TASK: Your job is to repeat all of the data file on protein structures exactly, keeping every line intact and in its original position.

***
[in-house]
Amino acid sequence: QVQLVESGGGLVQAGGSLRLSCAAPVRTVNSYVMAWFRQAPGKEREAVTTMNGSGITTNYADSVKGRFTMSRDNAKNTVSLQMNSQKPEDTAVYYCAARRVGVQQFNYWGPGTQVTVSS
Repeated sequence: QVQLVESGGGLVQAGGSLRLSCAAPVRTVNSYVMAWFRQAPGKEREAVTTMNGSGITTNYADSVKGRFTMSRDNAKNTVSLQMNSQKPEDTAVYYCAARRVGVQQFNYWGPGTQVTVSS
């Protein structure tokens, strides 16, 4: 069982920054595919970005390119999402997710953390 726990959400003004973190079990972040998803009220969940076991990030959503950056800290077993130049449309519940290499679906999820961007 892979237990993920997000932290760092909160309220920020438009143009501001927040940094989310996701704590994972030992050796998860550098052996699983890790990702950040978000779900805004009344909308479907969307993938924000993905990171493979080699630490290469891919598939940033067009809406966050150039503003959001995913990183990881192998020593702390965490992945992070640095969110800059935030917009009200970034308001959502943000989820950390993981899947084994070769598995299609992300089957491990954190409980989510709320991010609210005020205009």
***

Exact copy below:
[in-house]
Amino acid sequence: QVQLVESGGGLVQAGGSLRLSCAAPVRTVNSYVMAWFRQAPGKEREAVTTMNGSGITTNYADSVKGRFTMSRDNAKNTVSLQMNSQKPEDTAVYYCAARRVGVQQFNYWGPGTQVTVSS
Repeated sequence: QVQLVESGGGLVQAGGSLRLSCAAPVRTVNSYVMAWFRQAPGKEREAVTTMNGSGITTNYADSVKGRFTMSRDNAKNTVSLQMNSQKPEDTAVYYCAARRVGVQQFNYWGPGTQVTVSS
């Protein structure tokens, strides 16, 4: 069982920054595919970005390119999402997710953390 726990959400003004973190079990972040998803009220969940076991990030959503950056800290077993130049449309519940290499679906999820961007 892979237990993920997000932290760092909160309220920020438009143009501001927040940094989310996701704590994972030992050796998860550098052996699983890790990702950040978000779900805004009344909308479907969307993938924000993905990171493979080699630490290469891919598939940033067009809406966050150039503003959001995913990183990881192998020593702390965490992945992070640095969110800059935030917009009200970034308001959502943000989820950390993981899947084994070769598995299609992300089957491990954190409980989510709320991010609210005020205009």